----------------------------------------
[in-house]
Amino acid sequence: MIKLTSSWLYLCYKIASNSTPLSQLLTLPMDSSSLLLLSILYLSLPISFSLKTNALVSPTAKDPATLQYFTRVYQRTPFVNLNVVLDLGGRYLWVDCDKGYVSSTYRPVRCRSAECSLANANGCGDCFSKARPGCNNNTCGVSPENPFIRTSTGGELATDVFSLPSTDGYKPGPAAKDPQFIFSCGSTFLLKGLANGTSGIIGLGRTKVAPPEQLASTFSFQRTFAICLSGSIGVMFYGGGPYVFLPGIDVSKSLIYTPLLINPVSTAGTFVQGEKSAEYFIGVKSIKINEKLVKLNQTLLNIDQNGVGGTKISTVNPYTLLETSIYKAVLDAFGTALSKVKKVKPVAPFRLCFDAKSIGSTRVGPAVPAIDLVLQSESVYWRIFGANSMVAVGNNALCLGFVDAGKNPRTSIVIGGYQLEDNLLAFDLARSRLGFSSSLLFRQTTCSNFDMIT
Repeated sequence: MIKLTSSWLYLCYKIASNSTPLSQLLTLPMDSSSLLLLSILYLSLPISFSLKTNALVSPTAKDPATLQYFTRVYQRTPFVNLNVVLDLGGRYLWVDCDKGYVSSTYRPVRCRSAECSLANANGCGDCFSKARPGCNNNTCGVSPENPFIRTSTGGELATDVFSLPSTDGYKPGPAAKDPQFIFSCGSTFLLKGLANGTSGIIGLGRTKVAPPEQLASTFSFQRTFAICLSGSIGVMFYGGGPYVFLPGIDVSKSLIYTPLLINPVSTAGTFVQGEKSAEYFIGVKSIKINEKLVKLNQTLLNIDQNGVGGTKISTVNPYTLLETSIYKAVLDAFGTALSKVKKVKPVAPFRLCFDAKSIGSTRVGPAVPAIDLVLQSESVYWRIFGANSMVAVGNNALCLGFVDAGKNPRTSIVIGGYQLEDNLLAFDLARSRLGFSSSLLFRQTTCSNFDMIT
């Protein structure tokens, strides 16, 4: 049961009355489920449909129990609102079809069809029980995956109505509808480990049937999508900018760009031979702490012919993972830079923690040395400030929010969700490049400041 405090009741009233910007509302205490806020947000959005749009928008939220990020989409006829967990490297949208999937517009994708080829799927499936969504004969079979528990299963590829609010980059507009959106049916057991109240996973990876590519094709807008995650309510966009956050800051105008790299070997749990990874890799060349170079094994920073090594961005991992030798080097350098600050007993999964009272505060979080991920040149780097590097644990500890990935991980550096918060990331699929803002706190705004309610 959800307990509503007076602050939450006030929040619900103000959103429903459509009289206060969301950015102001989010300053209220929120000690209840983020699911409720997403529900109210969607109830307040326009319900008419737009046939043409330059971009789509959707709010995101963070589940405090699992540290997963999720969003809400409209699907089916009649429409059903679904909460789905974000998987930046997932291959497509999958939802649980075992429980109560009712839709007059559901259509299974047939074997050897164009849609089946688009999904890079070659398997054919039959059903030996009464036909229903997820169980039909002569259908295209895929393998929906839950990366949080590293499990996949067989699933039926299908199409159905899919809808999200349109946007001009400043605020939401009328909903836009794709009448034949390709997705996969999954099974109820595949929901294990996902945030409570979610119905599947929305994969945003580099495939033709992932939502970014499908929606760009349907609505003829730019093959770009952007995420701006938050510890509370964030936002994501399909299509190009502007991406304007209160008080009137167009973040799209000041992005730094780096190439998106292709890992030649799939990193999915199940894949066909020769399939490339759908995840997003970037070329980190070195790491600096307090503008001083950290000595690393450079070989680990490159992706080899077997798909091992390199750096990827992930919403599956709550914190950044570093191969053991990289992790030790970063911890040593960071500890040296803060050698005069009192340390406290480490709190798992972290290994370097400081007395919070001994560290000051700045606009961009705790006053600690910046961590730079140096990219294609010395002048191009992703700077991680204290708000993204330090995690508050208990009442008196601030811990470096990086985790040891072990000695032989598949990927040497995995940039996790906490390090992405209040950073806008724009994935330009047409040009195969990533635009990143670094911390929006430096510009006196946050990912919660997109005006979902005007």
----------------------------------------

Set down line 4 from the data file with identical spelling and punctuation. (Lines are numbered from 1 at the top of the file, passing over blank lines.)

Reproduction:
């Protein structure tokens, strides 16, 4: 049961009355489920449909129990609102079809069809029980995956109505509808480990049937999508900018760009031979702490012919993972830079923690040395400030929010969700490049400041 405090009741009233910007509302205490806020947000959005749009928008939220990020989409006829967990490297949208999937517009994708080829799927499936969504004969079979528990299963590829609010980059507009959106049916057991109240996973990876590519094709807008995650309510966009956050800051105008790299070997749990990874890799060349170079094994920073090594961005991992030798080097350098600050007993999964009272505060979080991920040149780097590097644990500890990935991980550096918060990331699929803002706190705004309610 959800307990509503007076602050939450006030929040619900103000959103429903459509009289206060969301950015102001989010300053209220929120000690209840983020699911409720997403529900109210969607109830307040326009319900008419737009046939043409330059971009789509959707709010995101963070589940405090699992540290997963999720969003809400409209699907089916009649429409059903679904909460789905974000998987930046997932291959497509999958939802649980075992429980109560009712839709007059559901259509299974047939074997050897164009849609089946688009999904890079070659398997054919039959059903030996009464036909229903997820169980039909002569259908295209895929393998929906839950990366949080590293499990996949067989699933039926299908199409159905899919809808999200349109946007001009400043605020939401009328909903836009794709009448034949390709997705996969999954099974109820595949929901294990996902945030409570979610119905599947929305994969945003580099495939033709992932939502970014499908929606760009349907609505003829730019093959770009952007995420701006938050510890509370964030936002994501399909299509190009502007991406304007209160008080009137167009973040799209000041992005730094780096190439998106292709890992030649799939990193999915199940894949066909020769399939490339759908995840997003970037070329980190070195790491600096307090503008001083950290000595690393450079070989680990490159992706080899077997798909091992390199750096990827992930919403599956709550914190950044570093191969053991990289992790030790970063911890040593960071500890040296803060050698005069009192340390406290480490709190798992972290290994370097400081007395919070001994560290000051700045606009961009705790006053600690910046961590730079140096990219294609010395002048191009992703700077991680204290708000993204330090995690508050208990009442008196601030811990470096990086985790040891072990000695032989598949990927040497995995940039996790906490390090992405209040950073806008724009994935330009047409040009195969990533635009990143670094911390929006430096510009006196946050990912919660997109005006979902005007």